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Just when you thought it was safe to crack open another short story collection, Jeff Strand returns with his third batch of shorts (stories, not drawers you freak!), most of which combine horror and humor and some good 'ol fashioned freakiness. On tap this time we have:
-THE TIPPING POINT: After meeting on an Internet dating site, Warren and Julia go out to a fancy restaurant and things quickly go way off the rails. If you haven't read Strand before this is a great place to start: horror and dark humor run wild in this inventive tale.
-NAILS: Ricky is having a good time living with his girlfriend Maggie, but his quick-growing fingernails have other plans. Excellent!
-STUMPS: A man gains immortality through an evil ritual only to have things backfire on him. Really, really backfire.
-JOHN HENRY, THE STEEL-DRIVIN' MAN: This "alt-history" story is a bit silly but fun. Plus: dragons!
-FAIR TRADE: A cheating husband learns he's not half as wild as his wife in this quick sickie.
-Crime thriller meets creature feature in CHIGGERS, as two men meet unusual fates.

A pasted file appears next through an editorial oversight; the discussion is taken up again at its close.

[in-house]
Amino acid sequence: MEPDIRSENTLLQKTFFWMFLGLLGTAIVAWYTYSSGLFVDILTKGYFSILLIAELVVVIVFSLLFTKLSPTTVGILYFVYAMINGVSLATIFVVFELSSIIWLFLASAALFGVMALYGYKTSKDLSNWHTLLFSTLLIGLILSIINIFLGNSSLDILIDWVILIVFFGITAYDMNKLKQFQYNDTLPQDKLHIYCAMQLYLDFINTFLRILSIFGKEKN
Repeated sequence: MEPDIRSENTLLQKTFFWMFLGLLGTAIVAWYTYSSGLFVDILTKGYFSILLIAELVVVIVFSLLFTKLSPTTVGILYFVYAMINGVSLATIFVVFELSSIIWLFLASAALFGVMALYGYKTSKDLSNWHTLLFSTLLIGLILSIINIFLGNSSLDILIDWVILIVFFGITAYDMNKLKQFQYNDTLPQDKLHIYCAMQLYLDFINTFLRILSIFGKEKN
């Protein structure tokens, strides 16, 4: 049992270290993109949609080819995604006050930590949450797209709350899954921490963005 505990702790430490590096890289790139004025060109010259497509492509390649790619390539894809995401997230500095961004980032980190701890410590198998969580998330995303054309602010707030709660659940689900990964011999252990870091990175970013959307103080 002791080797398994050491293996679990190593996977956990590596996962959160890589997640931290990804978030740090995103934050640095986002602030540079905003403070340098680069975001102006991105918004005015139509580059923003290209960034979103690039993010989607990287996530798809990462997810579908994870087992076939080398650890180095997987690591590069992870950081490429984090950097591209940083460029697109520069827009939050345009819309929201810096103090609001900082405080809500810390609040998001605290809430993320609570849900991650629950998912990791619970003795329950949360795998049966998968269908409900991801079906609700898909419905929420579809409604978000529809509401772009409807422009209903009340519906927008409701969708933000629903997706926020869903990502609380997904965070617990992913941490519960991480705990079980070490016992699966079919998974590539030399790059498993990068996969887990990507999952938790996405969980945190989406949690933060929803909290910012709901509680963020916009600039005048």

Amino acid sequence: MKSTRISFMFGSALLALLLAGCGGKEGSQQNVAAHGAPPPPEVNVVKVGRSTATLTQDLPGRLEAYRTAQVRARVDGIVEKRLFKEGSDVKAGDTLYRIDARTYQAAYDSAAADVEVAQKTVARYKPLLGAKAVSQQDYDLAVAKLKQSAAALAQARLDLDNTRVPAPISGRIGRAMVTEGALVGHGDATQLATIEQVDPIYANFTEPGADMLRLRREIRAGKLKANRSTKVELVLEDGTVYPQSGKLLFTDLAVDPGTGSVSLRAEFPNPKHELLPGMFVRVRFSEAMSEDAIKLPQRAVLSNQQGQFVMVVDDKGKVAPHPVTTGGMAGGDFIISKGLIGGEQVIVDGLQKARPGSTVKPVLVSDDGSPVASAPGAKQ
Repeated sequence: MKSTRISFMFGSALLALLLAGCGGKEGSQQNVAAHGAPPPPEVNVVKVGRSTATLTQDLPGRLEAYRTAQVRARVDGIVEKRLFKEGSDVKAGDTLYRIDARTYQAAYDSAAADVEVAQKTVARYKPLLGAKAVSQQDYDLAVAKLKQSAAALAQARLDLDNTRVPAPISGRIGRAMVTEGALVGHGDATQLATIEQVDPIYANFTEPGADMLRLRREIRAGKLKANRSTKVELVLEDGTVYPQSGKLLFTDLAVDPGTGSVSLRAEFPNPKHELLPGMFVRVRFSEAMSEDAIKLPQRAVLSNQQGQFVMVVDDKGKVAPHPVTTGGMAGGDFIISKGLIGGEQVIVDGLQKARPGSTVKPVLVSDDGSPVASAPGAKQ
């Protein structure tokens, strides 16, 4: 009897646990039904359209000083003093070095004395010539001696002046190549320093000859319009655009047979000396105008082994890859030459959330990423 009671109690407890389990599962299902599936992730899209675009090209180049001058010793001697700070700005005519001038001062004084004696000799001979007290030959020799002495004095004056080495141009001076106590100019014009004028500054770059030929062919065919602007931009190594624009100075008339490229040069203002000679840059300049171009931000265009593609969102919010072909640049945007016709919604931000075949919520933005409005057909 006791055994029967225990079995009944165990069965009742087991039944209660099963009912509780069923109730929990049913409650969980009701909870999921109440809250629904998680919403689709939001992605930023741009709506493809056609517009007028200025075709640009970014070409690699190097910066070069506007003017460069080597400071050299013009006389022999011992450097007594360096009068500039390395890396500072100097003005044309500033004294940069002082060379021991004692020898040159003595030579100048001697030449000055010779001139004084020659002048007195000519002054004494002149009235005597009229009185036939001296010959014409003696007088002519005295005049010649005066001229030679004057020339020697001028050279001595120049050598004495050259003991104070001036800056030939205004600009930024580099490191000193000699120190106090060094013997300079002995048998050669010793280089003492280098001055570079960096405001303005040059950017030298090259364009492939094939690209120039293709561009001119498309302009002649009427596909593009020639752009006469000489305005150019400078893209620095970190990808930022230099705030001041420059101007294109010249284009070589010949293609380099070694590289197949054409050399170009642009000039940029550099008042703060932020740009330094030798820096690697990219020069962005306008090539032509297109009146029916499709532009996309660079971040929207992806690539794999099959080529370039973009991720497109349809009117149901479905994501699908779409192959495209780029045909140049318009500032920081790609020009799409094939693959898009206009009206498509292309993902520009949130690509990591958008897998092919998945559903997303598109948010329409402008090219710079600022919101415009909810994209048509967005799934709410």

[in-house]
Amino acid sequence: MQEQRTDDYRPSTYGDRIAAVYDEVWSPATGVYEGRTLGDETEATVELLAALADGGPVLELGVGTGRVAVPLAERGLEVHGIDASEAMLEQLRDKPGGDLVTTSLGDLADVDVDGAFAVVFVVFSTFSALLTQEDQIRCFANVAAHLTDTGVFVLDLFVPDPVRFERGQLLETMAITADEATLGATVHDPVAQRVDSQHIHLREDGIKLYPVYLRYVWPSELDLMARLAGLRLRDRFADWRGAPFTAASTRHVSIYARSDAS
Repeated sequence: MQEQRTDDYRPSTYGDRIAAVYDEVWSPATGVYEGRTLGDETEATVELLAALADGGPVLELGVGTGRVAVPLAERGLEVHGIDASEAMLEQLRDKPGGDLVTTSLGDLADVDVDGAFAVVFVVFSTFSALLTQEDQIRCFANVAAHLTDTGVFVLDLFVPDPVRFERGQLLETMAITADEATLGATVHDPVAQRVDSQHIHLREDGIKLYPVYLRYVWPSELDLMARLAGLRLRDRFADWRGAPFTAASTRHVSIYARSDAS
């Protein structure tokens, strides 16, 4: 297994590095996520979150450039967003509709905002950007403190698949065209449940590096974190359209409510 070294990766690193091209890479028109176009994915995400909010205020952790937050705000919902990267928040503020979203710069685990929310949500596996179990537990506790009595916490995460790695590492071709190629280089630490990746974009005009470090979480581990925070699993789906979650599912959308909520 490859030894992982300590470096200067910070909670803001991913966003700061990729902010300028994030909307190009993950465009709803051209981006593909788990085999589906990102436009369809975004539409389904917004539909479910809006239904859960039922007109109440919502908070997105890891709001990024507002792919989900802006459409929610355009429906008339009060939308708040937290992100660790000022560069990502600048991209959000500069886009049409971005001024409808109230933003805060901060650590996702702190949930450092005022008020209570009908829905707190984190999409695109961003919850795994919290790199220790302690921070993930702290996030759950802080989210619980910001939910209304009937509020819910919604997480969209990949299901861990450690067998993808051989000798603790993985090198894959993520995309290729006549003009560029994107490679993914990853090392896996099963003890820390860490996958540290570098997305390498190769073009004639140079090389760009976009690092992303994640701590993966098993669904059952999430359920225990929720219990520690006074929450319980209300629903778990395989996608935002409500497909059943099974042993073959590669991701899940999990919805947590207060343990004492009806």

-CRY: A man, unable to cry, uses self inflicted pain to make himself be able to. Hilariously weird.
-THE FIERCE STABBING AND SUBSEQUENT POST-DEATH VENGEANCE OF SCOOTER BROWN: After stabbing a random stranger over 40 times, a killer seeks the help of a psychic to apologize to the deceased. Strand's fascination with knives is as morbid as it is funny.
-IT'S BATH TIME!: Chester's young son is afraid he'll slide down the bathtub's drain. While his wife manages to bathe their son, Chester's attempt the next day turns into an all-out nightmare. I strongly recommend NOT reading this one to kids!
-ALIEN FACE: A cop kills the serial killer who killed his daughter, then discovers body parts all over the killer's secluded cabin...both human and alien. One of my favorites here, containing some really funny lines.
-APOCALYPSE OF THE YARD GNOME: An amateur omniscient narrator (!) describes the relationship between a weird man and his garden gnome...and the end of the world.
-DEAD BIGFOOT ON THE LAWN: Trailer trash Buffalo wing eater Gus discovers his girlfriend is more than slightly unbalanced in this hysterical slice (full pun intended) of murderous mayhem.